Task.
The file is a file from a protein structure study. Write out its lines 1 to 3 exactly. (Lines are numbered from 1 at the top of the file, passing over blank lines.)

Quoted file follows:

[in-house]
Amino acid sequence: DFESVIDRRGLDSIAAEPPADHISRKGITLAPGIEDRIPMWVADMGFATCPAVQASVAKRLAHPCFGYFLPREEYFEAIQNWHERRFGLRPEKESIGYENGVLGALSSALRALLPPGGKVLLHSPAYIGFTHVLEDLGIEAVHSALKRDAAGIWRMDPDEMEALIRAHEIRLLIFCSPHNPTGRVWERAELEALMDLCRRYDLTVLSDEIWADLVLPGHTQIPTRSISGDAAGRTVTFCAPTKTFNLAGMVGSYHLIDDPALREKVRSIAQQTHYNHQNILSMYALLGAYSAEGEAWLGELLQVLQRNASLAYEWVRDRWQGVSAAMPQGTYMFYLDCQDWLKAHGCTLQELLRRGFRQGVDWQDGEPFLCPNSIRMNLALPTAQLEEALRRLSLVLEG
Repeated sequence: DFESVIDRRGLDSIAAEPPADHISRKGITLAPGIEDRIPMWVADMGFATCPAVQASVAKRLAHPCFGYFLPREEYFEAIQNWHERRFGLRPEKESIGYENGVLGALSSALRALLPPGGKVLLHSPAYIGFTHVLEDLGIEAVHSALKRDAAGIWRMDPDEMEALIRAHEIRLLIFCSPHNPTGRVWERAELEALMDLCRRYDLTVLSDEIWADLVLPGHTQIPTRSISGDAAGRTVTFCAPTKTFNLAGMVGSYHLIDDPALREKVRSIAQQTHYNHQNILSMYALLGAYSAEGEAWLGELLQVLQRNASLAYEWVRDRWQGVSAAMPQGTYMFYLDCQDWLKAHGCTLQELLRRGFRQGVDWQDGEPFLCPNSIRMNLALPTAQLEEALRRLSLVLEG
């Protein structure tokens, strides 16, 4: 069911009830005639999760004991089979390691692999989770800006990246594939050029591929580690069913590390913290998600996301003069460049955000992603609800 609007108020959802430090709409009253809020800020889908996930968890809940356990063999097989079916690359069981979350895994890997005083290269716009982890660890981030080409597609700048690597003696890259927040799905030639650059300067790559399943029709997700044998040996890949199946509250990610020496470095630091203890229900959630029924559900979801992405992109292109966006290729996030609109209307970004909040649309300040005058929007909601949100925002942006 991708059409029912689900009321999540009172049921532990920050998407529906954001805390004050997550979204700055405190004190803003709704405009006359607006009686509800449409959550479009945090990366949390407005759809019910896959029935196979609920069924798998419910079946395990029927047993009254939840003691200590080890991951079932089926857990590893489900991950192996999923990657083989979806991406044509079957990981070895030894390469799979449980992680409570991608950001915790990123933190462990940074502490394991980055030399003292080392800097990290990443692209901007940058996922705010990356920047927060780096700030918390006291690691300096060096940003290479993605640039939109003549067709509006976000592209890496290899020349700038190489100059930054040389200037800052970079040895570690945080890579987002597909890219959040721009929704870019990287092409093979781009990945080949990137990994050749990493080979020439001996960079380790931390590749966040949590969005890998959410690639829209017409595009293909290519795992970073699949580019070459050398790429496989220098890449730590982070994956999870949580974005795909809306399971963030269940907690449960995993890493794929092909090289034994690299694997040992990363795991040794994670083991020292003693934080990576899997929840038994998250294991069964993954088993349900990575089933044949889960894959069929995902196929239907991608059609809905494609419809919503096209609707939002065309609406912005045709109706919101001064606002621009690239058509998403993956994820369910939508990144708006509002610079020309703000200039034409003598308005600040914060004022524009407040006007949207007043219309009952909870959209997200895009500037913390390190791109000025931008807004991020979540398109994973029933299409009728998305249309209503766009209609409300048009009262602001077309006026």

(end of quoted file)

[in-house]
Amino acid sequence: DFESVIDRRGLDSIAAEPPADHISRKGITLAPGIEDRIPMWVADMGFATCPAVQASVAKRLAHPCFGYFLPREEYFEAIQNWHERRFGLRPEKESIGYENGVLGALSSALRALLPPGGKVLLHSPAYIGFTHVLEDLGIEAVHSALKRDAAGIWRMDPDEMEALIRAHEIRLLIFCSPHNPTGRVWERAELEALMDLCRRYDLTVLSDEIWADLVLPGHTQIPTRSISGDAAGRTVTFCAPTKTFNLAGMVGSYHLIDDPALREKVRSIAQQTHYNHQNILSMYALLGAYSAEGEAWLGELLQVLQRNASLAYEWVRDRWQGVSAAMPQGTYMFYLDCQDWLKAHGCTLQELLRRGFRQGVDWQDGEPFLCPNSIRMNLALPTAQLEEALRRLSLVLEG
Repeated sequence: DFESVIDRRGLDSIAAEPPADHISRKGITLAPGIEDRIPMWVADMGFATCPAVQASVAKRLAHPCFGYFLPREEYFEAIQNWHERRFGLRPEKESIGYENGVLGALSSALRALLPPGGKVLLHSPAYIGFTHVLEDLGIEAVHSALKRDAAGIWRMDPDEMEALIRAHEIRLLIFCSPHNPTGRVWERAELEALMDLCRRYDLTVLSDEIWADLVLPGHTQIPTRSISGDAAGRTVTFCAPTKTFNLAGMVGSYHLIDDPALREKVRSIAQQTHYNHQNILSMYALLGAYSAEGEAWLGELLQVLQRNASLAYEWVRDRWQGVSAAMPQGTYMFYLDCQDWLKAHGCTLQELLRRGFRQGVDWQDGEPFLCPNSIRMNLALPTAQLEEALRRLSLVLEG